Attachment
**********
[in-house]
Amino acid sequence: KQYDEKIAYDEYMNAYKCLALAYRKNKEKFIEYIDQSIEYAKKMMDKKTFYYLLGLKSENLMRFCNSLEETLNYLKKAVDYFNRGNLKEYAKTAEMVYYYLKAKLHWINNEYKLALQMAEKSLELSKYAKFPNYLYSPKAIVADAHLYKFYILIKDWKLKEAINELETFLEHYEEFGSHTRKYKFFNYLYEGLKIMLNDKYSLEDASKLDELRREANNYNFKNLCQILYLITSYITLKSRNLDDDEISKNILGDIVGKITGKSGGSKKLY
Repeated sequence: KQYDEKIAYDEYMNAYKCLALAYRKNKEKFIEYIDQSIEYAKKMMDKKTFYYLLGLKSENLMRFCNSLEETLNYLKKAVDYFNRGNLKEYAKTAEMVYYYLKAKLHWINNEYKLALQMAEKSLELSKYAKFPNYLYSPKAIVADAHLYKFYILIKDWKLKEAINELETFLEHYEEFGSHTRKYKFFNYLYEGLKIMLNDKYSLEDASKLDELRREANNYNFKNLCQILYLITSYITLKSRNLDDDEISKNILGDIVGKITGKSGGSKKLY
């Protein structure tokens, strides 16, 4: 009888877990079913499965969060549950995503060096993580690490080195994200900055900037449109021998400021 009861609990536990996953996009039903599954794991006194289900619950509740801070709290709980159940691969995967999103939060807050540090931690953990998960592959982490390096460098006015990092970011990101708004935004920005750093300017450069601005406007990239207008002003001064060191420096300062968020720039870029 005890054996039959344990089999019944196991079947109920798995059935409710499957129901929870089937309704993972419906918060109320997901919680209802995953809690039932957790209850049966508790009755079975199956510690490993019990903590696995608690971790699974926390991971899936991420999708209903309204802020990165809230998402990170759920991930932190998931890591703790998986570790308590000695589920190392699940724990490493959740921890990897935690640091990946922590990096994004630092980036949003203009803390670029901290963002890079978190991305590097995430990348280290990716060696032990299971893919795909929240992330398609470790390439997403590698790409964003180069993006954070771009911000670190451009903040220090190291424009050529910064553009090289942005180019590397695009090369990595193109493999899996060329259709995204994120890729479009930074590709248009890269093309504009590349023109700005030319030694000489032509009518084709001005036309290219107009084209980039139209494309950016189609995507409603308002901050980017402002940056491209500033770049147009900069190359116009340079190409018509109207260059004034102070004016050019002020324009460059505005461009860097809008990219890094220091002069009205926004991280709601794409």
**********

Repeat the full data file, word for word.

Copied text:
[in-house]
Amino acid sequence: KQYDEKIAYDEYMNAYKCLALAYRKNKEKFIEYIDQSIEYAKKMMDKKTFYYLLGLKSENLMRFCNSLEETLNYLKKAVDYFNRGNLKEYAKTAEMVYYYLKAKLHWINNEYKLALQMAEKSLELSKYAKFPNYLYSPKAIVADAHLYKFYILIKDWKLKEAINELETFLEHYEEFGSHTRKYKFFNYLYEGLKIMLNDKYSLEDASKLDELRREANNYNFKNLCQILYLITSYITLKSRNLDDDEISKNILGDIVGKITGKSGGSKKLY
Repeated sequence: KQYDEKIAYDEYMNAYKCLALAYRKNKEKFIEYIDQSIEYAKKMMDKKTFYYLLGLKSENLMRFCNSLEETLNYLKKAVDYFNRGNLKEYAKTAEMVYYYLKAKLHWINNEYKLALQMAEKSLELSKYAKFPNYLYSPKAIVADAHLYKFYILIKDWKLKEAINELETFLEHYEEFGSHTRKYKFFNYLYEGLKIMLNDKYSLEDASKLDELRREANNYNFKNLCQILYLITSYITLKSRNLDDDEISKNILGDIVGKITGKSGGSKKLY
């Protein structure tokens, strides 16, 4: 009888877990079913499965969060549950995503060096993580690490080195994200900055900037449109021998400021 009861609990536990996953996009039903599954794991006194289900619950509740801070709290709980159940691969995967999103939060807050540090931690953990998960592959982490390096460098006015990092970011990101708004935004920005750093300017450069601005406007990239207008002003001064060191420096300062968020720039870029 005890054996039959344990089999019944196991079947109920798995059935409710499957129901929870089937309704993972419906918060109320997901919680209802995953809690039932957790209850049966508790009755079975199956510690490993019990903590696995608690971790699974926390991971899936991420999708209903309204802020990165809230998402990170759920991930932190998931890591703790998986570790308590000695589920190392699940724990490493959740921890990897935690640091990946922590990096994004630092980036949003203009803390670029901290963002890079978190991305590097995430990348280290990716060696032990299971893919795909929240992330398609470790390439997403590698790409964003180069993006954070771009911000670190451009903040220090190291424009050529910064553009090289942005180019590397695009090369990595193109493999899996060329259709995204994120890729479009930074590709248009890269093309504009590349023109700005030319030694000489032509009518084709001005036309290219107009084209980039139209494309950016189609995507409603308002901050980017402002940056491209500033770049147009900069190359116009340079190409018509109207260059004034102070004016050019002020324009460059505005461009860097809008990219890094220091002069009205926004991280709601794409």